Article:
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US Senators Introduce Bill to Slap New Sanctions on Russia

US Senators Introduce Bill to Slap New Sanctions on RussiaUS Senators Introduce Bill to Slap New Sanctions on Russia

A bipartisan group of US senators is introducing legislation to impose new financial penalties on Russia.

The bill would slap new sanctions on Moscow, require two-thirds Senate approval if President Donald Trump wanted to withdraw from NATO and force the State Department to determine if Russia is a state sponsor of terrorism, reported the Hill.

GOP Sen. Lindsey Graham said current US sanctions against Russia have not stopped Moscow from trying to meddle in the November midterm elections, despite Congress passing new legislation last year.

“Our goal is to change the status quo and impose crushing sanctions and other measures against [President Vladimir] Putin’s Russia until he ceases and desists meddling in the US electoral process, halts cyber attacks on US infrastructure, removes Russia from Ukraine and ceases efforts to create chaos in Syria,” he said in a statement.

Democratic Sen. Bob Menendez added that the bill is “the next step in tightening the screws on the Kremlin.”

Sens. Cory Gardner (R-Colo.), Ben Cardin (D-Md.), John McCain (R-Ariz.) and Jeanne Shaheen (D-N.H.) are also supporting the legislation.

  2018 Elections

It comes as lawmakers are increasingly concerned that Russia will try to interfere in the 2018 elections, where control of Congress hangs in the balance.

The Daily Beast reported last month that Russian intelligence agents targeted Democratic Sen. Claire McCaskill with an attempted breach ahead of the November elections.

But senators have struggled to coalesce behind what, if any, legislation Congress should pass in the lead-up to the election. And resolutions that would give the Senate’s support to the intelligence community’s finding that Russia meddled in the 2016 election have routinely been blocked.

The Graham-Menendez bill is the broadest of the bills that are currently being mulled by lawmakers. Graham previously told reporters he would include everything but “the kitchen sink.”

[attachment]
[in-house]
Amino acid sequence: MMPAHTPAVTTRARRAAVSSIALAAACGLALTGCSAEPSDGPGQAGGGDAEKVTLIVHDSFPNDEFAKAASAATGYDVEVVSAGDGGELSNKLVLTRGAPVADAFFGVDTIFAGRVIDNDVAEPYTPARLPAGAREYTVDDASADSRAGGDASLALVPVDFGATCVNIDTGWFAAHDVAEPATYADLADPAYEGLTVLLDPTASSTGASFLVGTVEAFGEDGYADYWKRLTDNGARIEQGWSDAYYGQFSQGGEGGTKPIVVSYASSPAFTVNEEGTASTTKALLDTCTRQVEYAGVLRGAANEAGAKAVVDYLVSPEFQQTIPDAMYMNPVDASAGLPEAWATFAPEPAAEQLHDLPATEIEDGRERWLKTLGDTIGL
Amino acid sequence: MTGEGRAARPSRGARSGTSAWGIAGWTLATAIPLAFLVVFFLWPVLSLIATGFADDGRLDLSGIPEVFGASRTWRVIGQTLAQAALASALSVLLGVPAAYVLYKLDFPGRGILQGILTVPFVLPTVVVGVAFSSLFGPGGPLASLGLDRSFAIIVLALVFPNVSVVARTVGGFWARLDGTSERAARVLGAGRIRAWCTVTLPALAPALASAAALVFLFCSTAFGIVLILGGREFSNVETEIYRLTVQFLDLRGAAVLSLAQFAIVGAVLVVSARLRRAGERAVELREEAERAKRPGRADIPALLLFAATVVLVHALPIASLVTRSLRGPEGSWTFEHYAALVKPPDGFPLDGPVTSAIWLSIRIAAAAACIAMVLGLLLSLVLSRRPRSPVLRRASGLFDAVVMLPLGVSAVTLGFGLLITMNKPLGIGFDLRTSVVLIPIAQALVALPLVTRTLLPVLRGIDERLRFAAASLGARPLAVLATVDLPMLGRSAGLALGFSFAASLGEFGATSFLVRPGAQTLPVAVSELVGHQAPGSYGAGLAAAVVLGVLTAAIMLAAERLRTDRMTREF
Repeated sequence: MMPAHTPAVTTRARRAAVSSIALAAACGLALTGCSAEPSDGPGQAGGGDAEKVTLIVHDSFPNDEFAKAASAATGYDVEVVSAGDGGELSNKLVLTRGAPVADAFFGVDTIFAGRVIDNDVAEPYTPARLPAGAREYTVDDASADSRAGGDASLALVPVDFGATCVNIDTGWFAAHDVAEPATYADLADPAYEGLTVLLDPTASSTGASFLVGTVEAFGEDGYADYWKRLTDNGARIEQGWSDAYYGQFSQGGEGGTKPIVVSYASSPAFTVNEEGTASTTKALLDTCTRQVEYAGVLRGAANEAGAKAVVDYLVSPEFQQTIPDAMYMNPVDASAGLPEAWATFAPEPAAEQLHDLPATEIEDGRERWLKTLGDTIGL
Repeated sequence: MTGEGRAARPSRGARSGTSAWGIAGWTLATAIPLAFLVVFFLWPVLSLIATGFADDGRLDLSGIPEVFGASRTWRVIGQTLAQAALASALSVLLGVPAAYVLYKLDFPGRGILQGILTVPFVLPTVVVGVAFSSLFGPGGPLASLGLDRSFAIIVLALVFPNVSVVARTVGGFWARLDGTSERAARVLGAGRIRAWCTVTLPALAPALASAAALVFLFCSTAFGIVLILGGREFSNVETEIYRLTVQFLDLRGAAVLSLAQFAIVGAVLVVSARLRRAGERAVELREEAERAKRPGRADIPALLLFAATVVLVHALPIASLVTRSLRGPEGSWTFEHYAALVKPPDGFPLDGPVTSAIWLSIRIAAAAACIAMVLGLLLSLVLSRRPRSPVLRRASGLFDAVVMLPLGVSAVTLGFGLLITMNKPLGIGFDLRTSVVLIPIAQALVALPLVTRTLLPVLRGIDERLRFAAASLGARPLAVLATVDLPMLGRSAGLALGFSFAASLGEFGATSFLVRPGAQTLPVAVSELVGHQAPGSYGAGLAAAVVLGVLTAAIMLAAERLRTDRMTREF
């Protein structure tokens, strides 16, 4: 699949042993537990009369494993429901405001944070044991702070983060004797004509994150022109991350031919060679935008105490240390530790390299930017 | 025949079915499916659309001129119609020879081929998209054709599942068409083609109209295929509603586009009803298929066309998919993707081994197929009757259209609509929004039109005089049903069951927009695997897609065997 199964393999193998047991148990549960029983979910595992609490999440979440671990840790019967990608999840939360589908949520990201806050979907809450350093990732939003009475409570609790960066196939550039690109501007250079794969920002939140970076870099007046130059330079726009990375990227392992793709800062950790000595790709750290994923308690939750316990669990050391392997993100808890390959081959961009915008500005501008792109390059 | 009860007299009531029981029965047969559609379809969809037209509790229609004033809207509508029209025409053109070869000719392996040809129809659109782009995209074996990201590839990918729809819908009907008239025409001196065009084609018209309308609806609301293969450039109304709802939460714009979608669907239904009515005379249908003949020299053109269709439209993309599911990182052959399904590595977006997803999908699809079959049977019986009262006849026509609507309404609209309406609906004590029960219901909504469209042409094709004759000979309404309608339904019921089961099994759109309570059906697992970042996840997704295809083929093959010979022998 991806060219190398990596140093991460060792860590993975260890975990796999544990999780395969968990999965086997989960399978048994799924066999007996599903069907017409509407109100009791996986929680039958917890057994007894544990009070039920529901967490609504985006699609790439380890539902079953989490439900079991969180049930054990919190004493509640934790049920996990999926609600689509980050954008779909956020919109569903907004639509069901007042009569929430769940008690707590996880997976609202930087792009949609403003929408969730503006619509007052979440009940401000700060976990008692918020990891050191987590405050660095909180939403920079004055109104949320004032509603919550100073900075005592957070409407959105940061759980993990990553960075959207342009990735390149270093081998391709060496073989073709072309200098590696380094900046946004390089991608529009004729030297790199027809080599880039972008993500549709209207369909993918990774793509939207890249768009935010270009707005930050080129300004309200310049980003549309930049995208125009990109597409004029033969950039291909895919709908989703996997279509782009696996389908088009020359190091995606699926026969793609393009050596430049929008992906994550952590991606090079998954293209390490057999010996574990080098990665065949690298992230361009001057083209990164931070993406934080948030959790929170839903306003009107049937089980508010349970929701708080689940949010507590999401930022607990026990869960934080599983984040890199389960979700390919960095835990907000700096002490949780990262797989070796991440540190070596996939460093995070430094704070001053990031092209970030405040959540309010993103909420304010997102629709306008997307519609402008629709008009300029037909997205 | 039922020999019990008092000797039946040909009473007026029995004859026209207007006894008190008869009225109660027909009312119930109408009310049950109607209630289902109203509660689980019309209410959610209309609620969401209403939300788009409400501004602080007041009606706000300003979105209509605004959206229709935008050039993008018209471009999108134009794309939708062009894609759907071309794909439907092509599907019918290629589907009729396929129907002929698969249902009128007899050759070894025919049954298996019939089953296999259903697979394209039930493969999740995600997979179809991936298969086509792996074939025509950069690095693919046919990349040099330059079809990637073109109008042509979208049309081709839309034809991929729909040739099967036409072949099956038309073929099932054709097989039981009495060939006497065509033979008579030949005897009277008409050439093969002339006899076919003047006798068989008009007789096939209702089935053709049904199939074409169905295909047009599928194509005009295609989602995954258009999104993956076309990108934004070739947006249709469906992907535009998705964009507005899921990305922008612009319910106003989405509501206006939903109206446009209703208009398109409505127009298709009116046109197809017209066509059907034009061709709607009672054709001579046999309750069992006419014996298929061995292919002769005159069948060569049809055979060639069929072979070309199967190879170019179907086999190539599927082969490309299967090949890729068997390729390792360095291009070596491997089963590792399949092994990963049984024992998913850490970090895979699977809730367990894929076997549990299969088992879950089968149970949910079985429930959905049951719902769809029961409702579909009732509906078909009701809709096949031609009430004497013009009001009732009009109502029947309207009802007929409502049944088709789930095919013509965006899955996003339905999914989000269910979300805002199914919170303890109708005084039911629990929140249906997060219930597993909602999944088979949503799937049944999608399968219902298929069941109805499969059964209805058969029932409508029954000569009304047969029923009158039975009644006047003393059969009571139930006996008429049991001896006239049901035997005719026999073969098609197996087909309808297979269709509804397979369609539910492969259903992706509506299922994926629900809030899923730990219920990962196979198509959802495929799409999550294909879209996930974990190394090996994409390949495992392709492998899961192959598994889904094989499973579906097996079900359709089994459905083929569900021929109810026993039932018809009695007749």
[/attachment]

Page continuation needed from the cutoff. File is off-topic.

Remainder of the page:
The new financial penalties would target political figures, oligarchs, family members and others that “facilitate illicit and corrupt activities” on behalf of Putin.

It would also impose new sanctions on transactions tied to investments in state-owned energy projects, transactions tied to new Russian debt and people with the capacity or ability to support or carry out a “malicious” cyber act.

“Until Putin pays a serious price for his actions, these attacks on our democracy will only grow. This bill would build on the strongest sanctions ever imposed on the Putin regime for its assault on democratic institutions, violation of international treaties and siege on open societies through cyber attacks and misinformation campaigns,” McCain said in a statement.

The legislation would also create a State Department office of cyberspace and the digital economy, create a national fusion center to respond to hybrid threats and reauthorize the countering Russia influence fund.

It would also fold in legislation that allows the Justice Department to pursue charges for those caught hacking a voting system that is used in a federal election and require a report on the net worth and assets of Putin.

 

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